Proof. We must check that condition (∗) holds at every point of BU (n). Since BU (n) is connected, it will
suffice to check (∗) at any points of BU (n). We may therefore replace ζ by its pullback along the map
f : BU (1)n → BU(n) and cn by its image in
∗
E ∗−f ζ (BU (1)n ) ' (t1 . . . tn )(π∗ E)[[t1 , . . . , tn ]] ⊆ (π∗ E)[[t1 , . . . , tn ]] ' E ∗ (BU (1)n ),
which can be identified with the product t1 . . . tn . Since f ∗ ζ is a direct sum ⊕1≤i≤n p∗i O(1) of pullbacks
of the universal line bundle O(1) on BU (1) ' CP∞ along the projection maps pi : BU (1)n → BU (1), we
can reduce to proving the assertion in the case n = 1. In this case, E ∗−ζ (BU (1)) can be identified with
e ∗ (CP∞ ), and the condition that u ∈ E
e 2 (CP∞ ) be an orientation of O(1) is that
the reduced cohomology E
e 2 (S 2 ) ' π0 E. Our complex orientation is even better: it maps to
it maps to a unit when restricted to E
1 ∈ π0 E.
If ζ 0 is any complex vector bundle of rank n on any (nice) space X, then we can write ζ 0 = f ∗ ζ for some
0
classifying map f : X → BU (n). We can then define an orientation uζ 0 ∈ E 2n−ζ (X) to be the pullback of
cn ∈ E 2n−ζ (BU (n)).
By construction, our Chern classes in E-cohomology have the same behavior with respect to direct sums
of vector bundles as the usual Chern classes: namely, we have
X
cn (ζ ⊕ ζ 0 ) =
ci (ζ)cj (ζ 0 ).
i+j=n
In particular, if ζ and ζ 0 have ranks a and b, then we have ca+b (ζ + ζ 0 ) = ca (ζ)cb (ζ 0 ). We conclude from this:
(1) If ζ and ζ 0 are complex vector bundles of rank a and b on a space X, then the Thom classes uζ ∈
0
0
E 2a−ζ (X) and uζ 0 ∈ E 2b−ζ (X) have product uζ+ζ 0 ∈ E 2a+2b−(ζ⊕ζ ) (X).
We also have the following
(2) Let ζ be the trivial bundle of rank 1 on a space X. Then the Thom class uζ ∈ E 2−ζ (X) ' E 0 (X)
e 2 (CP∞ ) restricts to the unit
coincides with the unit. This is a translation of our assumption that t ∈ E
2
2
e
in E (S ) ' π0 E.
Definition 7. For each integer n, we let MU(n) denote the Thom spectrum Σ−2n BU (n)ζn = Σ∞−2n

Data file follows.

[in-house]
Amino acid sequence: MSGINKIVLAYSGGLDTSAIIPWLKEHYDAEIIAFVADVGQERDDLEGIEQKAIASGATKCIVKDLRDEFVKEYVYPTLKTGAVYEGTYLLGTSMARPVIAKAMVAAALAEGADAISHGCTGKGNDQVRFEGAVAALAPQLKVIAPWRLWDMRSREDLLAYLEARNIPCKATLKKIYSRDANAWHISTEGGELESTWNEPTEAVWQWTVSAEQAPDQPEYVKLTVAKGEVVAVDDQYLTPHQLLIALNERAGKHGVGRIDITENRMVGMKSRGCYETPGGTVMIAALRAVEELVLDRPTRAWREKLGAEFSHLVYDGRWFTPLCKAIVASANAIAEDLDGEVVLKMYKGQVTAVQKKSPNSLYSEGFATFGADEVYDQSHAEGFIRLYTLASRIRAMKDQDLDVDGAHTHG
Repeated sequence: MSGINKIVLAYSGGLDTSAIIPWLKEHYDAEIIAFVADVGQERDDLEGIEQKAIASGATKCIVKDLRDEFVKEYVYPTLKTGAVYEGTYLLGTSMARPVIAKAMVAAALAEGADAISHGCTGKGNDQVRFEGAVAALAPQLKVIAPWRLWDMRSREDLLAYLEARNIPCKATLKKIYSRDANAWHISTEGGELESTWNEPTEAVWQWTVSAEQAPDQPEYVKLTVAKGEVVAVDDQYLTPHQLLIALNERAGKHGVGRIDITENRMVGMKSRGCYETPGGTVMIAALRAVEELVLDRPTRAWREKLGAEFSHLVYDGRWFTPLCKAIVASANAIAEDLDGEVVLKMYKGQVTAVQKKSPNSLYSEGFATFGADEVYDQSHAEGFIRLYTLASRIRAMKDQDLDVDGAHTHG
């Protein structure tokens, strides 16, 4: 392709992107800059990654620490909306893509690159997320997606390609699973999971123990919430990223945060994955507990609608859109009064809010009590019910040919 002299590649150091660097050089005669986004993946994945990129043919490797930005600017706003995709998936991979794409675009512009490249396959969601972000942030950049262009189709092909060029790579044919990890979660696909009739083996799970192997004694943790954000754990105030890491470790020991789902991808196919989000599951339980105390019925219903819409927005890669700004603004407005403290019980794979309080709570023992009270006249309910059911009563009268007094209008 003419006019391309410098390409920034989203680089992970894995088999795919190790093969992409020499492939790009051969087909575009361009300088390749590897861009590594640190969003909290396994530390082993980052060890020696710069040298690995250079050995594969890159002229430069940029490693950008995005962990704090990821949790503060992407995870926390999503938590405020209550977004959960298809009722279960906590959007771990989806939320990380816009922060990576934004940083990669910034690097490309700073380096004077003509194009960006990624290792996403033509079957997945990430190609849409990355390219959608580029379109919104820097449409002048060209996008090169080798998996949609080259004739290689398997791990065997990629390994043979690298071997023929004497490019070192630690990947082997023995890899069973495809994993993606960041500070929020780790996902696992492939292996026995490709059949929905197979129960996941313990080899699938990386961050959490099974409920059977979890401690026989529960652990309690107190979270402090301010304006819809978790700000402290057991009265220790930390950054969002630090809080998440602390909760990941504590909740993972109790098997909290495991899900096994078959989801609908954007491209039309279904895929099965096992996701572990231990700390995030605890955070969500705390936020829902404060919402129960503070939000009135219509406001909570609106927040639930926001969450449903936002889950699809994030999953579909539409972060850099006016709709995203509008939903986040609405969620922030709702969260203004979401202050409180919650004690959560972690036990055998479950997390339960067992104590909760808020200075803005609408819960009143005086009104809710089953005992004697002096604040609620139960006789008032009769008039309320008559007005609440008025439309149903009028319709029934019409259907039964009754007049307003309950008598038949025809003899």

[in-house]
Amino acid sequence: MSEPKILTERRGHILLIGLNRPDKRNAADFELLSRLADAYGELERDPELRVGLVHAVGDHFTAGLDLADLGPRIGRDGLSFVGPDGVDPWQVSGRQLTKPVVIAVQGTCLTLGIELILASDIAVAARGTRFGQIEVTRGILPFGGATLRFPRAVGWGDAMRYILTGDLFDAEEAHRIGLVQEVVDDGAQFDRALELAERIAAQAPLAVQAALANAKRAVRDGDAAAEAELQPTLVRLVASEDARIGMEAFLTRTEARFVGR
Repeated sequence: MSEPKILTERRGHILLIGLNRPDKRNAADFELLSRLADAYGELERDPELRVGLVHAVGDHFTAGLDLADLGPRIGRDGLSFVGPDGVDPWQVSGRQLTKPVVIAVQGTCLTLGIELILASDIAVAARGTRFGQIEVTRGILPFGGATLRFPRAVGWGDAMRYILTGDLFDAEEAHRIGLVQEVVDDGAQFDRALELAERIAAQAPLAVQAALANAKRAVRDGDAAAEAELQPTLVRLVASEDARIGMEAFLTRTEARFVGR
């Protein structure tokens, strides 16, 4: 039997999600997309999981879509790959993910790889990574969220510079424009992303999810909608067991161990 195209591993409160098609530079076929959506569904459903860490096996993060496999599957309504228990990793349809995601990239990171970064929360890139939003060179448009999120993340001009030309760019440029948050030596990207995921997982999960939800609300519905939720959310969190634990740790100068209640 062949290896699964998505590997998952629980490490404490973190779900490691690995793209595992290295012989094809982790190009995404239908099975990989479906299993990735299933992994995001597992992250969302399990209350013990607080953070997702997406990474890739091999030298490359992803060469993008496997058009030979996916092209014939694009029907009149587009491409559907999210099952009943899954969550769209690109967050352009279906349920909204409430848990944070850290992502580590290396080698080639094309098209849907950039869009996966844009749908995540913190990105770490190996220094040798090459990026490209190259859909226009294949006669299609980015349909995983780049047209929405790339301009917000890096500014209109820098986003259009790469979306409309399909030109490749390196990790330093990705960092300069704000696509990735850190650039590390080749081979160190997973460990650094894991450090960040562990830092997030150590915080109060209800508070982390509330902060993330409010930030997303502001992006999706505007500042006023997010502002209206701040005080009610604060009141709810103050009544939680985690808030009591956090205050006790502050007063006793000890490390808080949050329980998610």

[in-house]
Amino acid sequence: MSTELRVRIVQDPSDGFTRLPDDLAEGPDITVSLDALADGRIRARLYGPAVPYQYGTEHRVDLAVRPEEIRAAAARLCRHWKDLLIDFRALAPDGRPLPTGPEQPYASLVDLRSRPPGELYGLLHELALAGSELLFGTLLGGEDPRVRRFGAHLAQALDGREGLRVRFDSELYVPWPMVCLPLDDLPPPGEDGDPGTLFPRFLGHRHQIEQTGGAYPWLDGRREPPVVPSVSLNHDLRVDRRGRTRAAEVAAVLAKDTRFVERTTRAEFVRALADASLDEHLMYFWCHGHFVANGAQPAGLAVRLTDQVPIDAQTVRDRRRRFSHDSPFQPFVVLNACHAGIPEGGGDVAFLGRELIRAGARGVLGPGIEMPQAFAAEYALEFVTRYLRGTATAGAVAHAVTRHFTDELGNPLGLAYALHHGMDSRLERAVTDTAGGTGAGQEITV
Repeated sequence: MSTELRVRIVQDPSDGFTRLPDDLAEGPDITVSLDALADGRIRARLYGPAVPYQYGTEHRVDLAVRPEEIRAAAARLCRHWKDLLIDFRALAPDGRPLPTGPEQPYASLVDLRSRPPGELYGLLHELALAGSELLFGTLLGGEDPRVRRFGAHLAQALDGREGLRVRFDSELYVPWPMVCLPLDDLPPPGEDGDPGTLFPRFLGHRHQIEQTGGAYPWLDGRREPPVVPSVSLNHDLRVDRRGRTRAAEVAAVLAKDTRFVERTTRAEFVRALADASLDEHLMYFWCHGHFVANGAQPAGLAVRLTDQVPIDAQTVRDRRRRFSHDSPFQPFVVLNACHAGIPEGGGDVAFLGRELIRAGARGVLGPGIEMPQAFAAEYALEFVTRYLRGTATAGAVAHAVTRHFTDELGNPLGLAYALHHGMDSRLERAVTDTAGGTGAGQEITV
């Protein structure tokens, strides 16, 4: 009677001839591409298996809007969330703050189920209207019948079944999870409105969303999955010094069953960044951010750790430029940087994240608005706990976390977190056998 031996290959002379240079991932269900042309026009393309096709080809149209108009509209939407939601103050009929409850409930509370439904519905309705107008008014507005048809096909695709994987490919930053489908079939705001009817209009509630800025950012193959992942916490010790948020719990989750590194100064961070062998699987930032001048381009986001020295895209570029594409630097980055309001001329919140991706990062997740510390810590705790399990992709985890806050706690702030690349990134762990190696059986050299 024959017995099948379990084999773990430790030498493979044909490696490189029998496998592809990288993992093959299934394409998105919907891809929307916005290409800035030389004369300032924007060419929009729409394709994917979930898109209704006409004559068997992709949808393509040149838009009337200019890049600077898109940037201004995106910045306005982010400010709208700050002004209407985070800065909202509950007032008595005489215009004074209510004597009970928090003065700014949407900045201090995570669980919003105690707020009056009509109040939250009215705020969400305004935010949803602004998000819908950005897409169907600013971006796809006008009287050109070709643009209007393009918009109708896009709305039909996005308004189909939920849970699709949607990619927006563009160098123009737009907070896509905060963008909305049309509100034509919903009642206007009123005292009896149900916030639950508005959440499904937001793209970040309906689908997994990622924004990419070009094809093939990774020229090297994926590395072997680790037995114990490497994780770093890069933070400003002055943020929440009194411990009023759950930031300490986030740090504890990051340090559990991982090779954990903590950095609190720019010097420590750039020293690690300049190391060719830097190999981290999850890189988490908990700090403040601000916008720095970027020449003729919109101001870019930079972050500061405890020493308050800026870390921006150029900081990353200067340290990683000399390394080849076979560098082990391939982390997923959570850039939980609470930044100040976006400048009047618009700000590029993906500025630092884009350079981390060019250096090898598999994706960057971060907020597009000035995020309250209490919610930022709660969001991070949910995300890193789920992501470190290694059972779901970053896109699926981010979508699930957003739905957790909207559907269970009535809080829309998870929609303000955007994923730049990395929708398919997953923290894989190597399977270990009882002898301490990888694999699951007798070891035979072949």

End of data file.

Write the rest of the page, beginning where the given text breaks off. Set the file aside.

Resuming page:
BU (n)/BU (n−
+
1), where ζn denotes the universal bundle of rank n. The restriction of ζn to BU (n − 1) is the sum of a
trivial bundle 1 of rank 1 with a bundle ζn−1 . We therefore have a canonical map
MU(n − 1) ' Σ2−2n BU (n − 1)ζn−1 = Σ−2n BU (n − 1)ζn−1 ⊕1 → Σ−2n BU (n)ζn = MU(n).
The universal Thom class cn ∈ E n (BU (n)/BU (n − 1)) can be interpreted as a map of spectra φn :
MU(n) → E. It follows from (1) and (2) that the restriction of this map to MU(n − 1) is homotopic to φn−1 .
In the next lecture, we will see that the maps {φn }n≥0 therefore determine a map from the colimit
S ' MU(0) → MU(1) → MU(2) → . . .
into E.
Definition 8. The colimit lim MU(n) is denoted by MU; it is called the complex bordism spectum.
−→
Remark 9. The complex bordism spectrum MU can be described as a Thom spectrum for the space
BU = lim BU (n). However, it is not a Thom spectrum for a vector bundle of any particular rank: rather, it
−→
is the Thom spectrum for a virtual bundle of rank 0, whose restriction to each BU (n) is a formal difference
ζn − 1n .
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Remark 10. The complex bordism spectrum has a natural geometric interpretation. Namely, each homotopy group πn E can be identified with the group of bordism classes of n-dimensional manifolds M equipped
with a stable almost complex structure (that is, a complex structure on the direct sum of the tangent bundle
M with a trivial vector bundle of sufficiently large rank). More generally, if X is any space, we can identify
the homology groups En X with bordism groups of stably almost complex n-manifolds equipped with a map
to X.